Spent nuclear fuel is packed in canisters in the aboveground encapsulation plant. Facilities for auxiliary operations are also located above ground.
Fuel is delivered to the receiving area of the encapsulating plant packed in transportation cask. This receiving area is also place where the empty final disposal canisters are delivered. In the encapsulation plant, both the transportation cask and the final disposal canister are then docked tightly inside the fuel handling cell, where the fuel is transferred from the transportation cask first to the drying station and then to the final disposal canister. When all fuel assemblies have been transferred to the canister, it is filled with argon gas and then tightly closed with an inner steel cover.
From the handling cell, the filled canister is transferred to a welding station. Now the canister lid is sealed with electron beam welding, which guarantees a tight and strong seam. Next, the tightness of the weld is inspected at a inspection station using non-destructive testing methods, such as x-ray and ultrasonic testing.
The encapsulation plant has been designed in such a manner that no hazardous amounts of radioactive substances will be released to the environment even if a disturbance occurs during the fuel encapsulation process. Canisters that have passed the inspection are then transferred either by lift or by the access tunnel with a special-purpose vehicle to the final disposal facility.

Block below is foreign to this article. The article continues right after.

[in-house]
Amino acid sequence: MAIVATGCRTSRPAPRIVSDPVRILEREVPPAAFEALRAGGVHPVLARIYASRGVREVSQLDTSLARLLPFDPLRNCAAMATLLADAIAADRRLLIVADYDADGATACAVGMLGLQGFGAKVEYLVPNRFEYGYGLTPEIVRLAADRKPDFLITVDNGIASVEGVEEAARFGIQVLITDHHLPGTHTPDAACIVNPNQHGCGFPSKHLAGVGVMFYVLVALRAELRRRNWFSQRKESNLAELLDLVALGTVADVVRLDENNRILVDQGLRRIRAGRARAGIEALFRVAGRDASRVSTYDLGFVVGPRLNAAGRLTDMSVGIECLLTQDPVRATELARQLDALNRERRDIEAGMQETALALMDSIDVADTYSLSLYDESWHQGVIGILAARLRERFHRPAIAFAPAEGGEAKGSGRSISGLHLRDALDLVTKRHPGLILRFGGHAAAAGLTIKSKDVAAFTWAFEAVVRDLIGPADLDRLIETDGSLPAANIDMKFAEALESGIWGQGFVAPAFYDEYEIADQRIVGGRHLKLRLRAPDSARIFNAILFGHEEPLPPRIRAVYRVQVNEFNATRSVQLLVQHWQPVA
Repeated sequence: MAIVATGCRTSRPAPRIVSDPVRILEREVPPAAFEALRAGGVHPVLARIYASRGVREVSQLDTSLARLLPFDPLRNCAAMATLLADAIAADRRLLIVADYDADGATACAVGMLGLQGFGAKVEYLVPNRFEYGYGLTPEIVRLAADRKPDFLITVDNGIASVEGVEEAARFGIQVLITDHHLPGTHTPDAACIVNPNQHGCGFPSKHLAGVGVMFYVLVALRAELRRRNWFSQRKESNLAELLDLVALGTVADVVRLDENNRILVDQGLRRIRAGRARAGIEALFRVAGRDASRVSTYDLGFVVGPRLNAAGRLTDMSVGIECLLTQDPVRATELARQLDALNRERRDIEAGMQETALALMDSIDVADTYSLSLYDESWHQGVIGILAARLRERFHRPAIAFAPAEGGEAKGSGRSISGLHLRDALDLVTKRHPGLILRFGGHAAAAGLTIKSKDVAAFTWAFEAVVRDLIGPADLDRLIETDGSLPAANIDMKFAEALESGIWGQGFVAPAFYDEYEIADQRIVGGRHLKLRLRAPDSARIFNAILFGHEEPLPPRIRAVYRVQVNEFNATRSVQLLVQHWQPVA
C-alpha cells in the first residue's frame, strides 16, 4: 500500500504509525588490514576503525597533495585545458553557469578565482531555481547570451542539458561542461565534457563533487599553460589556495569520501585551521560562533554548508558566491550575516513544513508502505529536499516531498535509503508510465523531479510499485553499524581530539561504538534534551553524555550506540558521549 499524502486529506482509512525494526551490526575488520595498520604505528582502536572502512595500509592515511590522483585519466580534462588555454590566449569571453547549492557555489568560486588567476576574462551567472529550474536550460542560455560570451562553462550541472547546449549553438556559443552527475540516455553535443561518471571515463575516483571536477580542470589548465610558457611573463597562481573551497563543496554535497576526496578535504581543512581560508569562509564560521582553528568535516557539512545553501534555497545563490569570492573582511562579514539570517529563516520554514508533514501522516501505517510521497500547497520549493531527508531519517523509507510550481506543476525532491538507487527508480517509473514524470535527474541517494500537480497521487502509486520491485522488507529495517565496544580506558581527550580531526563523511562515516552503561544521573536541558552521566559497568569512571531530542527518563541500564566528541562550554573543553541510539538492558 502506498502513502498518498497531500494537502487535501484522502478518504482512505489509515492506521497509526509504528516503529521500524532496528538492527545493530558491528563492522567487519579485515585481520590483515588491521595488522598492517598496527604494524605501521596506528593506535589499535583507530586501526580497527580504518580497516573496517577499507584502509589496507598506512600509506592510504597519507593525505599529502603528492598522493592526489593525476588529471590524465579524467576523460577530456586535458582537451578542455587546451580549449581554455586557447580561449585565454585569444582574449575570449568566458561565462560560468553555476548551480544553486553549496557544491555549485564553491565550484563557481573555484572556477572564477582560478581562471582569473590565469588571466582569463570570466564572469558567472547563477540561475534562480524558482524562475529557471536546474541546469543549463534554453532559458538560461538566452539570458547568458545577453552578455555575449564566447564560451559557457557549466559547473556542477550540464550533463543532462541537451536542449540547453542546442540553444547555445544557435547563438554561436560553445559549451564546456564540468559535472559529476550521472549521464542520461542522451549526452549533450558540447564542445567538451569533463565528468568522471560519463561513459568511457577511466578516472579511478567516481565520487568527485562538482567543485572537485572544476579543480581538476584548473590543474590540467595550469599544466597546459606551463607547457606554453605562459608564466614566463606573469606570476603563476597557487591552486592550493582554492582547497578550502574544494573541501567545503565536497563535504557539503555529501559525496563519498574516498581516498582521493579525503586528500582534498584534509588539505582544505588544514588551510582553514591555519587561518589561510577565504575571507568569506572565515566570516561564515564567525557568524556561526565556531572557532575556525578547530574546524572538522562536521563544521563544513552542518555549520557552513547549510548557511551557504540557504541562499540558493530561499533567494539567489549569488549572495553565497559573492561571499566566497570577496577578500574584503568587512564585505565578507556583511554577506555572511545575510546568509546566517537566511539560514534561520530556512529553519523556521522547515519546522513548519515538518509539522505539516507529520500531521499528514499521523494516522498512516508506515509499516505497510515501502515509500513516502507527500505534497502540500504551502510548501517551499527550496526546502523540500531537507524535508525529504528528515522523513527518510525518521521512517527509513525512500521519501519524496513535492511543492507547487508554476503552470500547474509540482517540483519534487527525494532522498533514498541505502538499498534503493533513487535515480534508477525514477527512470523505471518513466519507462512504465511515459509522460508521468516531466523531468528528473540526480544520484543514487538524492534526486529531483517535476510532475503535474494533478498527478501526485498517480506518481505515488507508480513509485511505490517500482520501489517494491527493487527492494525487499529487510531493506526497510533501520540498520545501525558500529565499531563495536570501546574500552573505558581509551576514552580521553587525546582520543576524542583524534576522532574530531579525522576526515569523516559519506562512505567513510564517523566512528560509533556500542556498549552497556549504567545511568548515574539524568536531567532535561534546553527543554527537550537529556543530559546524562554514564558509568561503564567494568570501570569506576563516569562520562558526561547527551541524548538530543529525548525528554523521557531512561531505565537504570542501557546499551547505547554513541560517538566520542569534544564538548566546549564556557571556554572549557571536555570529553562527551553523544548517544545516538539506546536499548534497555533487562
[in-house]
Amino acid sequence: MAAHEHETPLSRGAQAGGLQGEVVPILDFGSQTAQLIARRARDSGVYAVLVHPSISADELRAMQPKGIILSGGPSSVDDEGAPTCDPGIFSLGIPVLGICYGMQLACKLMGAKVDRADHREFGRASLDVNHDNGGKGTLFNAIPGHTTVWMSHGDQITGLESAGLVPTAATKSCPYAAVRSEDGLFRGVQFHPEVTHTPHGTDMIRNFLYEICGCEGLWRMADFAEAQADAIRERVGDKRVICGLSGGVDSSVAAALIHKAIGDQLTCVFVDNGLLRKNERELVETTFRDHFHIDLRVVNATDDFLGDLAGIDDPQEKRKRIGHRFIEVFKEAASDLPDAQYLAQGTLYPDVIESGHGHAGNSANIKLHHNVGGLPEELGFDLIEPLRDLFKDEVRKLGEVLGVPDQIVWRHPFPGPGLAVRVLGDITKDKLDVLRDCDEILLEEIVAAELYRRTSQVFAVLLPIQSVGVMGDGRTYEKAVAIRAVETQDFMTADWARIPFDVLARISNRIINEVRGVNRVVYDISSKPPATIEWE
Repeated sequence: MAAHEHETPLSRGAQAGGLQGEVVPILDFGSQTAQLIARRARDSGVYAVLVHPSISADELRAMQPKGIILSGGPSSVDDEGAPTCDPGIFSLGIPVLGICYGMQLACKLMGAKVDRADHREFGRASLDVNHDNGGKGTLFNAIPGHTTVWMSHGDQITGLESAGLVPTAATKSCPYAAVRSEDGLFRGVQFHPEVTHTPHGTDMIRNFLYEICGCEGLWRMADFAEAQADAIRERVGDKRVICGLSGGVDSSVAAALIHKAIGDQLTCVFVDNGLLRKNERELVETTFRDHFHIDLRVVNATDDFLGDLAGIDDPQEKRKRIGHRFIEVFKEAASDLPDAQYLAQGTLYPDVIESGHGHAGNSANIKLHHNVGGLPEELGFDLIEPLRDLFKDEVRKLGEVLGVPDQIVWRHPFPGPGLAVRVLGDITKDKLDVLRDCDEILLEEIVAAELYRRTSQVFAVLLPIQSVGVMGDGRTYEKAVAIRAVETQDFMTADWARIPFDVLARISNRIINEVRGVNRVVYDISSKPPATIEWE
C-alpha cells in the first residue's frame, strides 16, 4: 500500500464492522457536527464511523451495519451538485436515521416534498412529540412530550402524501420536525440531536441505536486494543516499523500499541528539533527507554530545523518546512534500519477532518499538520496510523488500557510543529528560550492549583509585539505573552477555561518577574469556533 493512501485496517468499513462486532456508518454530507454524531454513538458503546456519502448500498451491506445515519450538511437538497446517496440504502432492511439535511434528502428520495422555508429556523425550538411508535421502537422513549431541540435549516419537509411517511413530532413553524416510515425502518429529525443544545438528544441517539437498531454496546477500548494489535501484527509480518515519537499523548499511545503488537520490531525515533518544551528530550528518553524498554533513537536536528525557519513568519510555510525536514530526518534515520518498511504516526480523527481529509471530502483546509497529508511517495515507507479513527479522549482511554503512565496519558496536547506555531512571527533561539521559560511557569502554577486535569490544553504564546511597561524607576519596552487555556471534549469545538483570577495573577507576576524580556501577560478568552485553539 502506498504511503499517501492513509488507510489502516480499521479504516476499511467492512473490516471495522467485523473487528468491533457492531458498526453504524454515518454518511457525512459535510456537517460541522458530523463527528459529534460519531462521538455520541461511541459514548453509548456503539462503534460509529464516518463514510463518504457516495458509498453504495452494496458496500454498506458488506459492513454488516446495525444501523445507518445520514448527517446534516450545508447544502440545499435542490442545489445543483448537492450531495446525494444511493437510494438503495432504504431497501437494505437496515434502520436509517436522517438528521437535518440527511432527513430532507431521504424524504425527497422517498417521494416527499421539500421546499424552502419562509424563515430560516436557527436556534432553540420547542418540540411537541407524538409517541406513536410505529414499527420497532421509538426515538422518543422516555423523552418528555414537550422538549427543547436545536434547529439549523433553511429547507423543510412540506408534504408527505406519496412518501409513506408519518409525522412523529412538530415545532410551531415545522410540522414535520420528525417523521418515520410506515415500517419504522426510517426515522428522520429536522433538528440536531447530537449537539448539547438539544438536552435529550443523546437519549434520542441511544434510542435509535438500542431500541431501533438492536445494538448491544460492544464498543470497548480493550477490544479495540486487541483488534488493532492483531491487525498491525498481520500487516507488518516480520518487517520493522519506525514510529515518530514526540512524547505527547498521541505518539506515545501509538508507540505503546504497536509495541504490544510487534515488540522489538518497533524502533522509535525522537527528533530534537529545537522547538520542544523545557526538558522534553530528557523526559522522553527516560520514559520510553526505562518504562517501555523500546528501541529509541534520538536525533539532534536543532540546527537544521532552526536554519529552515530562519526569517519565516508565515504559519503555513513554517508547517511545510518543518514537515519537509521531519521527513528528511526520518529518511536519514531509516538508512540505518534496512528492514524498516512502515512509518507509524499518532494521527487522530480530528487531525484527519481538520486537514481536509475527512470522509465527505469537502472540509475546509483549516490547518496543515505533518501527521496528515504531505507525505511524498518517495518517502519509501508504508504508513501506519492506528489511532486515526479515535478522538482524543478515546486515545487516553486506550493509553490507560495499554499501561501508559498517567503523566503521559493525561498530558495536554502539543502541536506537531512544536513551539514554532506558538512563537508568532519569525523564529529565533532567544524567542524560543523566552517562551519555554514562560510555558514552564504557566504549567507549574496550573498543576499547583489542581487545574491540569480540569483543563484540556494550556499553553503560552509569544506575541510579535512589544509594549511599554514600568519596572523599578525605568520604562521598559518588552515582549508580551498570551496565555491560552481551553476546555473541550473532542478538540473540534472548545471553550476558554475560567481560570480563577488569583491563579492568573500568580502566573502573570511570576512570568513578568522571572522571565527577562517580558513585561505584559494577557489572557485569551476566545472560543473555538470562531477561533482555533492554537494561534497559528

Facilities for Auxiliary Operations
In addition to the encapsulation plant, the aboveground buildings include facilities for auxiliary and supporting operations, such as the operational building, the ventilation building, the research building, storage hall and repair shop facilities as well as facilities required by the HVAC and electricity systems. Separate areas will be reserved for storing excavated materials and crushed rock as well as for the necessary construction site activities. The aboveground construction area of the disposal facility (i.e., the surface area of buildings, roads, storehouses and fields) is a total of approximately 20 hectares.
Figure: Longitudinal section of the encapsulation plant where different functions are:
- Receiving and storage area for new canisters
- Hot cell
- Copper lid welding chamber
- Weld inspection
- Canister surface cleaning area
- Canister lift for transfer of canisters into repository.